What does it Mean for Bond Yield to go Down?

The increase or decrease in overall return from the bond is called the 'yield.' To understand why bond yield decreases, you need to be aware of the phenomenon that bond prices and bond yields have an inverse relationship: when one goes up, the other goes down.

When bond prices move lower (drop), bond yields move higher in return. Similarly, when a bond's price moves higher (increases), its yield will move lower. Short-term results are more difficult to predict. But, you could expect the value of a bond with a specific term and interest rate to decrease as interest rates rise.

If you're shopping for a bond with a specific term, it's harder to predict what will happen if interest rates rise. You can expect the value of this bond to decrease, but the degree to which it decreases is less predictable than in the situation described above.

Let's say you buy a five-year bond with a 3% yield two years before interest rates go up by 1%. The value of your bond would drop because it will be more difficult to find another five-year bond with as low an interest rate as yours. When rates are higher, new five-year bonds will have a higher yield than your old ones so investors won't want them as much because they'll be able to get better deals elsewhere.

Here's another way of thinking about this. If interest rates go up, the return on a new bond is superior to that of an old bond. So investors will sell old bonds with low coupons and buy new bonds with high coupons.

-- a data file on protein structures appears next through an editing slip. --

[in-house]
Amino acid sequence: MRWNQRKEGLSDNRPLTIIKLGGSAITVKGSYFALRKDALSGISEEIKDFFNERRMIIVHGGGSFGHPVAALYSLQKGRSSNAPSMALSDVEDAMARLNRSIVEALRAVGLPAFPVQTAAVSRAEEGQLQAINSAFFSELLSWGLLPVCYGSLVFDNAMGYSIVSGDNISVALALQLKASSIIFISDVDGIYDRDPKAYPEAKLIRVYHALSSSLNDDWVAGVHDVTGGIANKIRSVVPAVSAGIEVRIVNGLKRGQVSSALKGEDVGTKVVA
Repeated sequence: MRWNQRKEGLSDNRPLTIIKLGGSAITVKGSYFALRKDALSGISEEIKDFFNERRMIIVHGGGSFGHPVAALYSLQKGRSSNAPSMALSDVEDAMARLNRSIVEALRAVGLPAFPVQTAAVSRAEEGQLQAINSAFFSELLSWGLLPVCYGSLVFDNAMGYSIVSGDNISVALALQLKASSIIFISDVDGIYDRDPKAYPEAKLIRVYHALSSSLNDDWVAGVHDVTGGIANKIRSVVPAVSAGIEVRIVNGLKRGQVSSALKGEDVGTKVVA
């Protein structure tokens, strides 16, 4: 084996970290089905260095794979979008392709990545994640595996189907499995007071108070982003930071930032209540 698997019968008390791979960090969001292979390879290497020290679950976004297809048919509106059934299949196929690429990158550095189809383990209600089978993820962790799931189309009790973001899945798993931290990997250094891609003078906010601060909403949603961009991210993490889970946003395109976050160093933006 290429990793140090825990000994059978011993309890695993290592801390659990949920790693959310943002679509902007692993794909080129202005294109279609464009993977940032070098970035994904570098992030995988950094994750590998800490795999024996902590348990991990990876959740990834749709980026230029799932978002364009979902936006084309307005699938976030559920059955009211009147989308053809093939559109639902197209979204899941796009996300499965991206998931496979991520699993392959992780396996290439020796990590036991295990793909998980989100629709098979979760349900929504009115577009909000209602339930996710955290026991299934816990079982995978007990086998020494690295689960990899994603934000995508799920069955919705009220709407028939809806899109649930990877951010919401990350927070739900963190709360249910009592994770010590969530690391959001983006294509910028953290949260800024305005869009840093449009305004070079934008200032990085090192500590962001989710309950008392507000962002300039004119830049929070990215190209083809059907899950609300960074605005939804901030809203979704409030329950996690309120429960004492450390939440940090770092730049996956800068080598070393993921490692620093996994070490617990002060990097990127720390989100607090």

This leads to a drop in the price of existing bonds, which is why there is an inverse relationship between bond prices and interest rates. The exact opposite happens when interest rates fall; existing bonds become more valuable as they have higher coupons than the newly issued bonds, so their prices rise.

Why does this happen? If investors think they can earn a better rate of return elsewhere, they will sell bonds to raise cash, causing their value to decrease.

Relation Between Bond Prices & Stock Prices

Bonds have an impact on the stock market because when bond prices fall, stock prices rise. The opposite is also true: when bond prices rise, stock prices tend to fall.

Because bonds are frequently regarded as safer than stocks, they compete with equities for investor cash. Bonds, on the other hand, typically provide lesser returns.

When the economy is doing well, stocks tend to fare well. When consumers make more purchases, corporations earn more money due to increased demand, and investors are more confident. When the economy is performing well, selling bonds and buying stocks is one of the best methods to beat inflation. Consumers spend less when the economy slows, company profits decrease, and stock prices fall. When this happens, investors prefer the security of guaranteed interest payments.

What does a bond's yield tell investors?

A bond's yield is the primary measure of investment profitability. It is, in a way, the annualised return that an investor gets from their debt investment.

Irrespective of the market price, face value or coupon of the security, investors would look at the yield before making a decision.

Rising yields indicate that the underlying security is falling in price. This shows the lack of market confidence in the asset. And what happens when bold yield goes down? The reverse applies to falling yields, which indicates a stronger fundamental value.

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